A large new study of the link between job type and the fatal neurodegenerative disease, amyotrophic lateral sclerosis (ALS), indicates that exposure to metals in occupations such as welding is a risk factor for developing the disease.
Companies and officers accused of WHS breaches could bear the onus of proving they took all reasonably practicable steps to prevent an incident occurring, while the offence of industrial manslaughter will be added to the national model WHS Act, with Labor taking power in the Federal election on the weekend.
Breaching an employer's mandatory COVID-19 face mask rule is a valid reason for dismissal, but employers must clearly warn staff of the consequences of failing to wear the PPE properly, a commission has ruled.
An inquest into a man's death from a seizure has provided a stark reminder of the potentially devastating long-term consequences of poor workplace processes, including one practice that "should never occur in a controlled work environment".
A company has been fined $375,000 and ordered to publish full-page ads detailing its offence in consecutive editions of key building industry magazines, after one of its contract truck drivers died after falling from his truck bed during unloading.
A major logistics employer should have been more transparent with a group of shift managers who expressed safety concerns when they were asked to step into stevedoring roles during an industrial dispute, a full bench of the Fair Work Commission has found in upholding the reinstatement of all six managers.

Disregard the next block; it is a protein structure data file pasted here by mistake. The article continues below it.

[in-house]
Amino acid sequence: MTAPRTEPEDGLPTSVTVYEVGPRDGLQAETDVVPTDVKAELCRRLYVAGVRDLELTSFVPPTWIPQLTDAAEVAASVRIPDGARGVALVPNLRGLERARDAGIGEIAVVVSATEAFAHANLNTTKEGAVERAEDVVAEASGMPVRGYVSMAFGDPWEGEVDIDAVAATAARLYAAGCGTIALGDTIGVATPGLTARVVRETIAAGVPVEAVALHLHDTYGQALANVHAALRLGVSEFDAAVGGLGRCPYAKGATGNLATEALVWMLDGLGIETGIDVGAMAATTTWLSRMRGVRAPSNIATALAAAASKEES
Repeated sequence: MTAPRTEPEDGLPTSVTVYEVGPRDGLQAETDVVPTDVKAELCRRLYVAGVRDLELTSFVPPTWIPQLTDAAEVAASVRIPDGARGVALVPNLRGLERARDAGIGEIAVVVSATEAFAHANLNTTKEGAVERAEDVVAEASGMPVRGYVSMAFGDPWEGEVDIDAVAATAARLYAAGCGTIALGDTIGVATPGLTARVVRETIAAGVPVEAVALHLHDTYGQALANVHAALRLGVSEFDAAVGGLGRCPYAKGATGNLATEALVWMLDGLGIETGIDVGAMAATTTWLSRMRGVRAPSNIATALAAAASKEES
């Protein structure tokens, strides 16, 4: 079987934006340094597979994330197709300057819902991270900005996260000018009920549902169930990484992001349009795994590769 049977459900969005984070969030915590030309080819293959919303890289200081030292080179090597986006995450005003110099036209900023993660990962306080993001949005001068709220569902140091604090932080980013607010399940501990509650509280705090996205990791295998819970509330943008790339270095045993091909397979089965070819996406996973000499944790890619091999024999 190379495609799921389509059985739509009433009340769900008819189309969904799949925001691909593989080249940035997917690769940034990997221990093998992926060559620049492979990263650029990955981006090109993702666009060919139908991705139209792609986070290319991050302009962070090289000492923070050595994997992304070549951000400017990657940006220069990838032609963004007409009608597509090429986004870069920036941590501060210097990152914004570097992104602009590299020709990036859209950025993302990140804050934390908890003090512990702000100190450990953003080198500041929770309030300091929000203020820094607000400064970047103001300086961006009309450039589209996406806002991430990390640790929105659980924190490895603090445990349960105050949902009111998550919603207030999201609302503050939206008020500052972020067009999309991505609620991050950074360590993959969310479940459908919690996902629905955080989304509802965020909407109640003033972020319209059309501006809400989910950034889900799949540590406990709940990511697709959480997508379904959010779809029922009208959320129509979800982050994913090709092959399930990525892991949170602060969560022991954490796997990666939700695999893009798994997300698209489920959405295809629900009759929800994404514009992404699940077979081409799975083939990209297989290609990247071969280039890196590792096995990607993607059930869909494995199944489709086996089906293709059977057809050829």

A PCBU that declined to act on the safety advice of an electrician has been convicted and fined for three serious WHS offences, including failing to consult and coordinate activities with the company tasked with installing and commissioning its imported plant.
A NSW WHS Bill enabling nationwide criminal record checks of safety representatives has passed Parliament without amendment, despite warnings that the new laws place "no limits" on a minister's powers to veto an elected representative.
The requirement for certain workers to be vaccinated against COVID-19 can be likened to a new regulatory requirement or mandatary training qualification for a particular role, a commission has ruled in one of a rapidly growing number of decisions on the issue.